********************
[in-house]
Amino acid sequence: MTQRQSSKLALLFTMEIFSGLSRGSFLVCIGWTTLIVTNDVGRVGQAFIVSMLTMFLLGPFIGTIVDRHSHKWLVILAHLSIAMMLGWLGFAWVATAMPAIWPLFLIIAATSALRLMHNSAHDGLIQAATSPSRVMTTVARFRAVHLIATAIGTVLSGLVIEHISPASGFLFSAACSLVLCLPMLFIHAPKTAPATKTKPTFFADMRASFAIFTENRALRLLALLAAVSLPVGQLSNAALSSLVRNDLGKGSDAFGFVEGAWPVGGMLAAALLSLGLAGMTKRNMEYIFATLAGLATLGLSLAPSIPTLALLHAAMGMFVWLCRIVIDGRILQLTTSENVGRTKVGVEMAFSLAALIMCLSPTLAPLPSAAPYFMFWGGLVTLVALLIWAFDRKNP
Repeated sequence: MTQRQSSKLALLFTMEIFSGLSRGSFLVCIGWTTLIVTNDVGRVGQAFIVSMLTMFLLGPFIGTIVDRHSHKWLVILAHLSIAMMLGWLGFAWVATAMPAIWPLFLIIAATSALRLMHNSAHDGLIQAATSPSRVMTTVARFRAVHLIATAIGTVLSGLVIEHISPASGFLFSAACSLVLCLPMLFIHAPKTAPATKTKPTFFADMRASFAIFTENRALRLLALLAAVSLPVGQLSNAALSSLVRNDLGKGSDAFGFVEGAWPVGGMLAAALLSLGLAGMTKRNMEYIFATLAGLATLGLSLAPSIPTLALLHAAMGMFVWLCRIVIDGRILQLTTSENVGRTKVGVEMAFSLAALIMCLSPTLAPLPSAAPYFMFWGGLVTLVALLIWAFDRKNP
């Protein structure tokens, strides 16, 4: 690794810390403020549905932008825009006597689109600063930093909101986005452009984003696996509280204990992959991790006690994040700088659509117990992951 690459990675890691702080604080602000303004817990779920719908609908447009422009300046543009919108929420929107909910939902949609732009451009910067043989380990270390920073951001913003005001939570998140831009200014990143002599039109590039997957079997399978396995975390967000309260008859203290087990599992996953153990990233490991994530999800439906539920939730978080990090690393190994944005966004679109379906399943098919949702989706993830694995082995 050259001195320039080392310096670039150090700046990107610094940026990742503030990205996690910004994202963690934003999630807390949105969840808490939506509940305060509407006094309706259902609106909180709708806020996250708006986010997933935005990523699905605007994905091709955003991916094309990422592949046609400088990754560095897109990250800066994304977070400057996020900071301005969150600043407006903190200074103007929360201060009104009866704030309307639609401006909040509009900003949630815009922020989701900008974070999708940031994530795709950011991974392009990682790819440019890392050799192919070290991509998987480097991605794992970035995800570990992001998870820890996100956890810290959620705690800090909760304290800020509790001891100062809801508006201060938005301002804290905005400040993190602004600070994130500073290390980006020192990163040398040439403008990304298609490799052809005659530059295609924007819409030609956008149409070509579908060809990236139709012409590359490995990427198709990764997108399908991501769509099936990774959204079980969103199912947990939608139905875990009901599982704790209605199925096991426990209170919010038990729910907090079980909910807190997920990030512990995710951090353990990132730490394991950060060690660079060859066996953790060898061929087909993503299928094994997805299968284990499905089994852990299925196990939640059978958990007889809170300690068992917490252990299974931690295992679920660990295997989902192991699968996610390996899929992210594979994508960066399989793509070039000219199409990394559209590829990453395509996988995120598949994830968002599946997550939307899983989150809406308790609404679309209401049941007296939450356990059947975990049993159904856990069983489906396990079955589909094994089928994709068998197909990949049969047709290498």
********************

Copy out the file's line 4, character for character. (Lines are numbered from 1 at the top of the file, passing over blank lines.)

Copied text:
């Protein structure tokens, strides 16, 4: 690794810390403020549905932008825009006597689109600063930093909101986005452009984003696996509280204990992959991790006690994040700088659509117990992951 690459990675890691702080604080602000303004817990779920719908609908447009422009300046543009919108929420929107909910939902949609732009451009910067043989380990270390920073951001913003005001939570998140831009200014990143002599039109590039997957079997399978396995975390967000309260008859203290087990599992996953153990990233490991994530999800439906539920939730978080990090690393190994944005966004679109379906399943098919949702989706993830694995082995 050259001195320039080392310096670039150090700046990107610094940026990742503030990205996690910004994202963690934003999630807390949105969840808490939506509940305060509407006094309706259902609106909180709708806020996250708006986010997933935005990523699905605007994905091709955003991916094309990422592949046609400088990754560095897109990250800066994304977070400057996020900071301005969150600043407006903190200074103007929360201060009104009866704030309307639609401006909040509009900003949630815009922020989701900008974070999708940031994530795709950011991974392009990682790819440019890392050799192919070290991509998987480097991605794992970035995800570990992001998870820890996100956890810290959620705690800090909760304290800020509790001891100062809801508006201060938005301002804290905005400040993190602004600070994130500073290390980006020192990163040398040439403008990304298609490799052809005659530059295609924007819409030609956008149409070509579908060809990236139709012409590359490995990427198709990764997108399908991501769509099936990774959204079980969103199912947990939608139905875990009901599982704790209605199925096991426990209170919010038990729910907090079980909910807190997920990030512990995710951090353990990132730490394991950060060690660079060859066996953790060898061929087909993503299928094994997805299968284990499905089994852990299925196990939640059978958990007889809170300690068992917490252990299974931690295992679920660990295997989902192991699968996610390996899929992210594979994508960066399989793509070039000219199409990394559209590829990453395509996988995120598949994830968002599946997550939307899983989150809406308790609404679309209401049941007296939450356990059947975990049993159904856990069983489906396990079955589909094994089928994709068998197909990949049969047709290498």